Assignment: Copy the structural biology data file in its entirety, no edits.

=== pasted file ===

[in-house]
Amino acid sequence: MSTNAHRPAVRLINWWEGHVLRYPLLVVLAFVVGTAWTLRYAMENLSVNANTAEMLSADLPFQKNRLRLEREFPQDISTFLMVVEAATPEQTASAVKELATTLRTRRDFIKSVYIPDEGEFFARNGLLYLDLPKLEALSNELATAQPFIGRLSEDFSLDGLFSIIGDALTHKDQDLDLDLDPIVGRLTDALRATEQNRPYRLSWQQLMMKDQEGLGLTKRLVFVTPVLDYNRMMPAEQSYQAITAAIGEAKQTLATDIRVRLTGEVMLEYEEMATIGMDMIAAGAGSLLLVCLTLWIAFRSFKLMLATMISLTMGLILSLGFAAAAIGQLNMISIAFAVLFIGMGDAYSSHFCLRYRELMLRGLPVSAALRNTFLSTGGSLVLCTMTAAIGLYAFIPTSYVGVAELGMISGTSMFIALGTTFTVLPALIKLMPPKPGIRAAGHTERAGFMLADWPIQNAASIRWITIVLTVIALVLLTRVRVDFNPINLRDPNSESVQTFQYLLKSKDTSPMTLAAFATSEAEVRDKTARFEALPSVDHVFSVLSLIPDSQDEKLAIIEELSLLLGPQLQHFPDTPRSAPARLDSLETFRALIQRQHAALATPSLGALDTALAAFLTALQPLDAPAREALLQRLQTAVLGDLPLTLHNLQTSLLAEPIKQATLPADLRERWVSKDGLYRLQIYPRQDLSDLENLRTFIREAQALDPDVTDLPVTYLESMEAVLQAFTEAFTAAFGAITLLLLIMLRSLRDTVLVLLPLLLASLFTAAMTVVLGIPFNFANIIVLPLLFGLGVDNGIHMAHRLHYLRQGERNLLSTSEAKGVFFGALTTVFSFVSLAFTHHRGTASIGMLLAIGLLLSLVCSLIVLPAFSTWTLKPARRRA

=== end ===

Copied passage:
[in-house]
Amino acid sequence: MSTNAHRPAVRLINWWEGHVLRYPLLVVLAFVVGTAWTLRYAMENLSVNANTAEMLSADLPFQKNRLRLEREFPQDISTFLMVVEAATPEQTASAVKELATTLRTRRDFIKSVYIPDEGEFFARNGLLYLDLPKLEALSNELATAQPFIGRLSEDFSLDGLFSIIGDALTHKDQDLDLDLDPIVGRLTDALRATEQNRPYRLSWQQLMMKDQEGLGLTKRLVFVTPVLDYNRMMPAEQSYQAITAAIGEAKQTLATDIRVRLTGEVMLEYEEMATIGMDMIAAGAGSLLLVCLTLWIAFRSFKLMLATMISLTMGLILSLGFAAAAIGQLNMISIAFAVLFIGMGDAYSSHFCLRYRELMLRGLPVSAALRNTFLSTGGSLVLCTMTAAIGLYAFIPTSYVGVAELGMISGTSMFIALGTTFTVLPALIKLMPPKPGIRAAGHTERAGFMLADWPIQNAASIRWITIVLTVIALVLLTRVRVDFNPINLRDPNSESVQTFQYLLKSKDTSPMTLAAFATSEAEVRDKTARFEALPSVDHVFSVLSLIPDSQDEKLAIIEELSLLLGPQLQHFPDTPRSAPARLDSLETFRALIQRQHAALATPSLGALDTALAAFLTALQPLDAPAREALLQRLQTAVLGDLPLTLHNLQTSLLAEPIKQATLPADLRERWVSKDGLYRLQIYPRQDLSDLENLRTFIREAQALDPDVTDLPVTYLESMEAVLQAFTEAFTAAFGAITLLLLIMLRSLRDTVLVLLPLLLASLFTAAMTVVLGIPFNFANIIVLPLLFGLGVDNGIHMAHRLHYLRQGERNLLSTSEAKGVFFGALTTVFSFVSLAFTHHRGTASIGMLLAIGLLLSLVCSLIVLPAFSTWTLKPARRRA